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Topic: How do I know when carbon monoxide is produced?  (Read 1420 times)

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Offline ultrashnotebel

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How do I know when carbon monoxide is produced?
« on: October 04, 2017, 12:47:20 PM »
So yeah, I have an exercise that goes as follows: "0,3 moles of CH4 are burnt in 2,4 moles of air. Knowing that the final gaseous mix is only composed of N2, CO2, CO and water vapor, and by admittinng that the composition of air is 80% of N2 and 20% of O2, what if the final molar fraction of CO2?"

So essentially, I'm supposed to figure out how much CH4 is going to react with O2 to make CO2, and how much is going to make CO. The only problem is, I have no idea how to do that. The only thing I know is that CH4 will react with O2 to make CO if there's not enough O2, but when I think about it carefull, that doesn't actually make sense. If CH4 favors reacting with O2 to make CO2, why does it not simply do it until there's no more O2, and therefore no more reaction possible? Why does it decide to stop producing CO2 and start producing CO? Is it capable of foresight, does it know that it won't be able to be completely combusted if it keeps making CO2?

So yeah, anyone mind explaining?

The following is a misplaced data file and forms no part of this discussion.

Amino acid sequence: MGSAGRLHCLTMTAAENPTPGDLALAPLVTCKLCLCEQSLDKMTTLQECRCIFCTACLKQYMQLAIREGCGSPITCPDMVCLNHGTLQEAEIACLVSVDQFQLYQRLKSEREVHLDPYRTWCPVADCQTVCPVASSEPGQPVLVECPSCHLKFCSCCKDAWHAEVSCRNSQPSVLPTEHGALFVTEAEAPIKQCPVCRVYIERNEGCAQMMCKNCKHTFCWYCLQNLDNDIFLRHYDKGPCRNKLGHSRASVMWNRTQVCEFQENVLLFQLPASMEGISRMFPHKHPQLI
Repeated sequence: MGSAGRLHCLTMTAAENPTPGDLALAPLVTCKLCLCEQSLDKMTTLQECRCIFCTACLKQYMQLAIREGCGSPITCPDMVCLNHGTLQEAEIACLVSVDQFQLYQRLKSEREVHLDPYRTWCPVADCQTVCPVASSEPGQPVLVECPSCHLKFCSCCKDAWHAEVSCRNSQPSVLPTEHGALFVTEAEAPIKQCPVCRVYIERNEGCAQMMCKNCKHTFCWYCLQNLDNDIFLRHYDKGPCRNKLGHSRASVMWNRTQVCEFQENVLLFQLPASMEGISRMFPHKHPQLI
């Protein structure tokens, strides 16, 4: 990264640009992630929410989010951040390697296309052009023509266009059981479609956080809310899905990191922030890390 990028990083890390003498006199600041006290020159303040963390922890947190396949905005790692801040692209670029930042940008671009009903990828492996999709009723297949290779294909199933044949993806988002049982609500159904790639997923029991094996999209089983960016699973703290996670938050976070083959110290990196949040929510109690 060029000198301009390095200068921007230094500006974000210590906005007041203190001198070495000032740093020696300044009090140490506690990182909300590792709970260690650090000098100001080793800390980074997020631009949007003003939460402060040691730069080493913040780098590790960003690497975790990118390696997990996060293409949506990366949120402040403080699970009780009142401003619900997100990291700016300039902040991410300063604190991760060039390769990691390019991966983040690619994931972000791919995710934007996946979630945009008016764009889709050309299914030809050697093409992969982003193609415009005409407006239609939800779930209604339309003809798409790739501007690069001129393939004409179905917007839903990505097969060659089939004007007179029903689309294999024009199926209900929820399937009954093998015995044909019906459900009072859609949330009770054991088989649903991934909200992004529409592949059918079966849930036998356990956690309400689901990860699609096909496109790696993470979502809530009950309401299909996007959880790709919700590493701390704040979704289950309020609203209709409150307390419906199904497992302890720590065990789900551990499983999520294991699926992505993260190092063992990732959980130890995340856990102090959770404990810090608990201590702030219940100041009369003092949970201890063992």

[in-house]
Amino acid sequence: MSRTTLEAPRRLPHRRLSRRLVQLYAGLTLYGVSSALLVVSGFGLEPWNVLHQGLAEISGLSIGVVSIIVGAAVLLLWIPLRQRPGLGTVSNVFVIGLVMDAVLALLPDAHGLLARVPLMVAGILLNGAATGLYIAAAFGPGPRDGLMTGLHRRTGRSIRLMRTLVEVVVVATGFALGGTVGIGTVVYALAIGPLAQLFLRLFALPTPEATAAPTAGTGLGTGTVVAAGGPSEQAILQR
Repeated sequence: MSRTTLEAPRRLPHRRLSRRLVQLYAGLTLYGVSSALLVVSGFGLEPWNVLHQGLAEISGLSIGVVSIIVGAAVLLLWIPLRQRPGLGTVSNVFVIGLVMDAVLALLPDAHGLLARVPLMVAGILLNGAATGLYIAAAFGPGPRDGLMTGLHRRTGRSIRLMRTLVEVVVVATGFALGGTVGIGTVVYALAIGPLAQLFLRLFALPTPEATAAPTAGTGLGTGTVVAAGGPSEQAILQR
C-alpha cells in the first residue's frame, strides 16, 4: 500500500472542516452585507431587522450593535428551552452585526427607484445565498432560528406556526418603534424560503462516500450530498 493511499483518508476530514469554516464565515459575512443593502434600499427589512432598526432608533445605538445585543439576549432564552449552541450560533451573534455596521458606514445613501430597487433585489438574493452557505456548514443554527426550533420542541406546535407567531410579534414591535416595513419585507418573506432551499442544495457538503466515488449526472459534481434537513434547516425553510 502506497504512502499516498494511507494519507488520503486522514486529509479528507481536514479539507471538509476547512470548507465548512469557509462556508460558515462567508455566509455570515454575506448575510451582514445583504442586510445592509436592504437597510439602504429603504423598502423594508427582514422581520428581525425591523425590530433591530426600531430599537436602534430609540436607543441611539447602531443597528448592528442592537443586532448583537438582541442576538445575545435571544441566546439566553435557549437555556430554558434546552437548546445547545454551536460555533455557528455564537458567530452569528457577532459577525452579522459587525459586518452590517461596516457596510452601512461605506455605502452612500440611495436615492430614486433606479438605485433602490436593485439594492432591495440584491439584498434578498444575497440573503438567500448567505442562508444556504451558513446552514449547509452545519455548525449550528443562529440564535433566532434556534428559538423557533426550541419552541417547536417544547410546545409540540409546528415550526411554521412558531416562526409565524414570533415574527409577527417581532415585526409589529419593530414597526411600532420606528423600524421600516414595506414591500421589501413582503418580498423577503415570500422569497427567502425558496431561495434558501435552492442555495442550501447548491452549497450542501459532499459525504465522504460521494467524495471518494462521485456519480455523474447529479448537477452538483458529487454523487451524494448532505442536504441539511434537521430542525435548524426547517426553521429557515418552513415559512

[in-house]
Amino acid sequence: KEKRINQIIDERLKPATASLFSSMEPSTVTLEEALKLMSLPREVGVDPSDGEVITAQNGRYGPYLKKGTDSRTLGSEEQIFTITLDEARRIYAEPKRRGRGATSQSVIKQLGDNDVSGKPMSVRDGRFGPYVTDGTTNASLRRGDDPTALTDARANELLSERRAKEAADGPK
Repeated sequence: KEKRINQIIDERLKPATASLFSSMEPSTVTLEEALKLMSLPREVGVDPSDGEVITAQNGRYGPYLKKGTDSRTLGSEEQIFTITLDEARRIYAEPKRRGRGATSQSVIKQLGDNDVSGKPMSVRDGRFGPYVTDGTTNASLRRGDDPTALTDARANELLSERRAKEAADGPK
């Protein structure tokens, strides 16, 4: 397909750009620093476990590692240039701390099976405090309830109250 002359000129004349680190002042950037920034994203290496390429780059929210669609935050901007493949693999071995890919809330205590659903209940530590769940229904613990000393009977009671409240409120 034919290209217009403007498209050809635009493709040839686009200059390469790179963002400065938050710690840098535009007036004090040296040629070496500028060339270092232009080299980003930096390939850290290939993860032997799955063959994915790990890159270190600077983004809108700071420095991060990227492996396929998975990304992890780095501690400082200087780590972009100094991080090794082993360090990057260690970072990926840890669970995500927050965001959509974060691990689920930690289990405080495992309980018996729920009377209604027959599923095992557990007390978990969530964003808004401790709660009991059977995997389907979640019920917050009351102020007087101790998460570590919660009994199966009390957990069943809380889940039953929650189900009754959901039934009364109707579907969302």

Offline thetada

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Re: How do I know when carbon monoxide is produced?
« Reply #1 on: October 04, 2017, 12:57:29 PM »
I would treat it like this: work of the number of moles of CO you could produce with that many methane molecules, then divvy up the remaining oxygen between the CO molecules. Eg, if you had one mole of methane and 1.5 moles of molecular oxygen, you'd have half a mole of oxygen remaining after making one mole of CO. That half a mole of oxygen would be enough to convert half of the CO molecules into CO2. In other words, you'd have made half a mole of CO and half a mole of CO2.

Whether or not that's the question writer's intended meaning is another matter.

Offline XeLa.

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Re: How do I know when carbon monoxide is produced?
« Reply #2 on: October 04, 2017, 09:15:22 PM »
Firstly, I'm not quite sure how it works chemically how the methane "knows" to react perfectly leaving no oxygen gas left. I don't think that happens in nature (perhaps an assumption used by the author?), but my hands are off - someone more experienced than I would have to answer that.

In regards to solving the question, however, we could start by writing the combustion reactions for methane where only CO2 is produced [reaction 1] and where only CO is produced [reaction 2].

Now, we know that the final mixture contains only CO, CO2, N2 and H2O...there's no methane or oxygen gas present in the final mixture. What does that imply?

« Last Edit: October 04, 2017, 09:30:04 PM by XeLa. »

Offline Borek

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Re: How do I know when carbon monoxide is produced?
« Reply #3 on: October 05, 2017, 02:59:30 AM »
Think in terms of

CH4 + 3CO2 :rarrow: 4CO + 2H2O
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